Electrician Talk banner
1 - 9 of 9 Posts

·
Registered
Joined
·
20 Posts
Discussion Starter · #1 ·
I'm working on a film set right now and we did a set up where we tried to power a couple lights off a deep cycle marine battery. I'm more accustomed to using AC generators and admittedly don't know much about DC power systems/batteries, and I've run into some trouble that i'm trying to figure out. Initially we tried to power two tungsten 1k lights off a 3000w inverter wired directly into the picture car battery with the engine running. It didn't work at all, the inverter started beeping and the lights started to flicker. My theory is the voltage on the car battery dropped substantially under 12v causing the electronics in the inverter to suffer and the lights to flicker. But I really thought with the engine running it would work - too much of a load for a car battery even with the engine running? So I called a battery store and talked to their expert, he assured us if we got two deep cycle marine batteries and wired them together in parallel to boost the amperage they should power the two lights for quite a while. So we picked up two Everstart 122 amp-hour batteries, paralleled them, and hooked them up to the inverter/lights. This worked for about 15 minutes, then the lights went out. We charged the batteries and tried again, this time I think we got 5 minutes before the beeping and flickering started. So they didn't have the reserves to go for very long, and they didn't seem to hold their charge as well the second time around despite what the battery expert told us. So I'm just curious why none of this worked. Is 2000w just too much load for a couple of batteries even if they are big deep cycle marines? Were we shafted by a battery salesman into buying a couple non-returnable batteries? Our next plan is to step everything down a bit - this time it will be 2x 400w LEDs with a 1000w inverter, hopefully this time hooked up directly to the car battery if it works this time... any thoughts on how much success we might have with this?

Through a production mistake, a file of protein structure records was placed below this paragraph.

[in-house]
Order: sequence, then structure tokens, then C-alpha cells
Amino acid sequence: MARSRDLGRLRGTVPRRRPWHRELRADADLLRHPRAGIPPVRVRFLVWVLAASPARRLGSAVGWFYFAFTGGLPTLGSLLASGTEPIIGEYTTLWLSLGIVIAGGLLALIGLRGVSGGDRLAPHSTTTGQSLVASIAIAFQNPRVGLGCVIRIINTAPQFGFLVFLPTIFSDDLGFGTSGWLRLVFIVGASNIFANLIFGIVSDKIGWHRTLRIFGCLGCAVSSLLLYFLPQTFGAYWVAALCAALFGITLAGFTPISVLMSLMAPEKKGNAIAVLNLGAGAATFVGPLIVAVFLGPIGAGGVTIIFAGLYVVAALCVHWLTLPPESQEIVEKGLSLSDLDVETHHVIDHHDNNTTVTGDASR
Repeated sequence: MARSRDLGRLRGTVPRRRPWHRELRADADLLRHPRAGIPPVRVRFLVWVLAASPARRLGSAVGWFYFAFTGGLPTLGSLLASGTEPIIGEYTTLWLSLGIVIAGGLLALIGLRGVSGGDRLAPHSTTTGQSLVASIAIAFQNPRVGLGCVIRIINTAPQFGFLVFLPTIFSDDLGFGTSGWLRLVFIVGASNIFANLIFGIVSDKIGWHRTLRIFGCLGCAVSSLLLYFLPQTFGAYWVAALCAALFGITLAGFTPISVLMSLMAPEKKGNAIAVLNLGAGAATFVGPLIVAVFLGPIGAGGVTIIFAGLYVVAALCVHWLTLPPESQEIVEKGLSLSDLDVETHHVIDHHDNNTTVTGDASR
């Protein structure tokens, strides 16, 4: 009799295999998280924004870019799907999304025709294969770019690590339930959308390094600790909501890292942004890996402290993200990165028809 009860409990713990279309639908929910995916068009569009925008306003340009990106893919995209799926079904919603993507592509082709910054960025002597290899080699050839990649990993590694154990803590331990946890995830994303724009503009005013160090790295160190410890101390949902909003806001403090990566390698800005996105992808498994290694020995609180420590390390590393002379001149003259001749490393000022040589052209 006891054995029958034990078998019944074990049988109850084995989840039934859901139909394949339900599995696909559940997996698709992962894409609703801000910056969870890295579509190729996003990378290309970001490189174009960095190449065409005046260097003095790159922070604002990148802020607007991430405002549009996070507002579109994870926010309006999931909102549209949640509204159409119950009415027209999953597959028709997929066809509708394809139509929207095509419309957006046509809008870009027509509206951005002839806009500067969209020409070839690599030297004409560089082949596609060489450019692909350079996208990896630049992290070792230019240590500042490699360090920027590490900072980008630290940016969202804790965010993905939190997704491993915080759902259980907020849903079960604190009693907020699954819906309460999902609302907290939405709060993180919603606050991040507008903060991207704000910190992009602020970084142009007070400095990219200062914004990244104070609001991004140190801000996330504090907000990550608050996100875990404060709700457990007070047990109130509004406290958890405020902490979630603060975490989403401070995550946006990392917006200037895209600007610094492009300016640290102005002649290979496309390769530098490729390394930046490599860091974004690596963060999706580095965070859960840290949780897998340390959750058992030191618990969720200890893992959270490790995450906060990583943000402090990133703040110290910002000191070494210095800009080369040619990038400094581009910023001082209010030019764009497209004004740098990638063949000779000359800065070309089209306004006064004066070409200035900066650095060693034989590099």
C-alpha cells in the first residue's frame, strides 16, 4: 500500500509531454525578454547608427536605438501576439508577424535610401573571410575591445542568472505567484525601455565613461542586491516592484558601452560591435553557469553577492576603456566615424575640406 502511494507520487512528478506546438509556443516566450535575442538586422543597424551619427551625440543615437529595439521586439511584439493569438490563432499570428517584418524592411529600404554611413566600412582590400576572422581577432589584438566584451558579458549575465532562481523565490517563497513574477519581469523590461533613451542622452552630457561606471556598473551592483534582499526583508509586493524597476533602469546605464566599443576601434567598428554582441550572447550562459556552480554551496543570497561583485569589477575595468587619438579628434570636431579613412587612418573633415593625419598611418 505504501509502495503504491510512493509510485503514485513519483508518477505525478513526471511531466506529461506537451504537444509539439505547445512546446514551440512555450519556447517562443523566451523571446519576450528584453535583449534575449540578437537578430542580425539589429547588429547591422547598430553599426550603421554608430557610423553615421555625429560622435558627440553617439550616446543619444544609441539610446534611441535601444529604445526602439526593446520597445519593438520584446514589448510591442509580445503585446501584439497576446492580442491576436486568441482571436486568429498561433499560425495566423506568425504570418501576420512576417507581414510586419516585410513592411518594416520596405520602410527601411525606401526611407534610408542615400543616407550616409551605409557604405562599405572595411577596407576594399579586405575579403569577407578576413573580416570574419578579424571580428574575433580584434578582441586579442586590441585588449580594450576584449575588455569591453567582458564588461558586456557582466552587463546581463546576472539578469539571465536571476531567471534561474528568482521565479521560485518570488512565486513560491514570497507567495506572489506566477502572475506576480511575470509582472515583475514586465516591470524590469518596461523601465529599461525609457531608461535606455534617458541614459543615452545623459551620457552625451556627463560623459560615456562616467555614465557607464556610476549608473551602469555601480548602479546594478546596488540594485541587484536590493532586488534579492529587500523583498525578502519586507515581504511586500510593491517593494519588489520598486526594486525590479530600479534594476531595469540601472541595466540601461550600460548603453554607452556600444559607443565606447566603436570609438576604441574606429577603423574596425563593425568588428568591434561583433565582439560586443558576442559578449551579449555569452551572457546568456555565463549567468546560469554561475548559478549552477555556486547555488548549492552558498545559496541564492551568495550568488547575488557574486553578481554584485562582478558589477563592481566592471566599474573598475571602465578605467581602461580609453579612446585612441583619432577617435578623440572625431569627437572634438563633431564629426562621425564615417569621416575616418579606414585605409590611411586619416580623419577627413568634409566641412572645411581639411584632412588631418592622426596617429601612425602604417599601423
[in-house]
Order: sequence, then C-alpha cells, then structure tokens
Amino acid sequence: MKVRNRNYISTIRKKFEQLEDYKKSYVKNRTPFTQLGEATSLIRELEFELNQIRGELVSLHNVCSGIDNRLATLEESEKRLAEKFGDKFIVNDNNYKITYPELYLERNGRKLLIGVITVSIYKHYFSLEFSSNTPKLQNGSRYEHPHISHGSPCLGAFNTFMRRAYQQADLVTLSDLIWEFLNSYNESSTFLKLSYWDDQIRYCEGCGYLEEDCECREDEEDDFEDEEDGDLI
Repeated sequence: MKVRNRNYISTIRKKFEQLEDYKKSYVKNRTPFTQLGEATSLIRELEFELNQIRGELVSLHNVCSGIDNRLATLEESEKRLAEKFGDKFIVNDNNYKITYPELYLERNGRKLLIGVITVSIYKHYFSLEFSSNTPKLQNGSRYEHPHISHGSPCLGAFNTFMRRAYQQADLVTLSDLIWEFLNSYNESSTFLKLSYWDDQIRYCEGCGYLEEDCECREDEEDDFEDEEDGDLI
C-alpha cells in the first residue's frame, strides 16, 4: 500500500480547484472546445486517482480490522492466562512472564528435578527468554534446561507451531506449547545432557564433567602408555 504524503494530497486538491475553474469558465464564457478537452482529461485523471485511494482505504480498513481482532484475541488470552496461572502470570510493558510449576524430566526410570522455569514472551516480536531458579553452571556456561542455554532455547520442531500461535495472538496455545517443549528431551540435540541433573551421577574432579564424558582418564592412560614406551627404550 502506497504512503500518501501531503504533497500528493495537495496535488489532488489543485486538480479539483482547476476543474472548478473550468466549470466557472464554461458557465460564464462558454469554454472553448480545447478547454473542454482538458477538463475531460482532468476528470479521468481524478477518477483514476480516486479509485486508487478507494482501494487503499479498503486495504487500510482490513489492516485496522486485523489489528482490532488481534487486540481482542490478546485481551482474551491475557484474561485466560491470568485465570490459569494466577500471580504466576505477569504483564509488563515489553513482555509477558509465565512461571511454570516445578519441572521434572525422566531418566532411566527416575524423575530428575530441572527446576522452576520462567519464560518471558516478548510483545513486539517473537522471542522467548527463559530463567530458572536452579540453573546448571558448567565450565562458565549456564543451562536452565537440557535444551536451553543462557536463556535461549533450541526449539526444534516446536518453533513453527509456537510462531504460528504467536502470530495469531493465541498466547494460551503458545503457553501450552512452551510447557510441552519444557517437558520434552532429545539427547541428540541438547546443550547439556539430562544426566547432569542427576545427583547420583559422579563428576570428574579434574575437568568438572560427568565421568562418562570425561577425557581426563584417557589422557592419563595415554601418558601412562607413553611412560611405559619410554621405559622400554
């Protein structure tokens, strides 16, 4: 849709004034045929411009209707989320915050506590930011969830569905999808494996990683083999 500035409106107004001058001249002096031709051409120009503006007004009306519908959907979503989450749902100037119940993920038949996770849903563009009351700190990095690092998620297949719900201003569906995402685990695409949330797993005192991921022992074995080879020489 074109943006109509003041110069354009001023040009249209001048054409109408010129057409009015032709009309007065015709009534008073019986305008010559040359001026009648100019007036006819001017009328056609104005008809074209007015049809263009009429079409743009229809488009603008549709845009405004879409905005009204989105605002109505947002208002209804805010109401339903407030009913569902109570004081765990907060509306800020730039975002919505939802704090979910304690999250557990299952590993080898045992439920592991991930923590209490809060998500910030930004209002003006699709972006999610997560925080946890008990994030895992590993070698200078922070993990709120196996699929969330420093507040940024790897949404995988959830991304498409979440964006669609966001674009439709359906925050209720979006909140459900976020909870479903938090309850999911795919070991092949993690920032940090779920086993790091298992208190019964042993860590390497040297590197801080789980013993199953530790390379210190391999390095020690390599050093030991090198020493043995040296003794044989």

·
Registered
Joined
·
4,154 Posts
First I am not familiar with the discharge caricaturists of a Marine battery, BUT all batteries are designed with a different load in mind. for long duration discharges a Telco or UPS battery is best.

Second no battery (unless you go with multiples and I mean multiples) of a Telco or UPS battery is going to give you a long discharge period, you state a 3000 watt inverter what is the load? I'd bet the inverter is about 65-75% efficient. So you have those losses.

The recharge time for your battery to 100% is typically 24 hours (the last percentage of charge takes a while the majority would be in the first few hours.

Each deep discharge will take some life from the battery and every battery has only so many deep cycle discharges.

What you would like to do is a tough nut to crack, why not a generator?

If you gave the load and duration I could provide some suggestions and those battery guys typically aren't experts. They are knowledgeable but not experts
 

·
Registered
Joined
·
20 Posts
Discussion Starter · #3 ·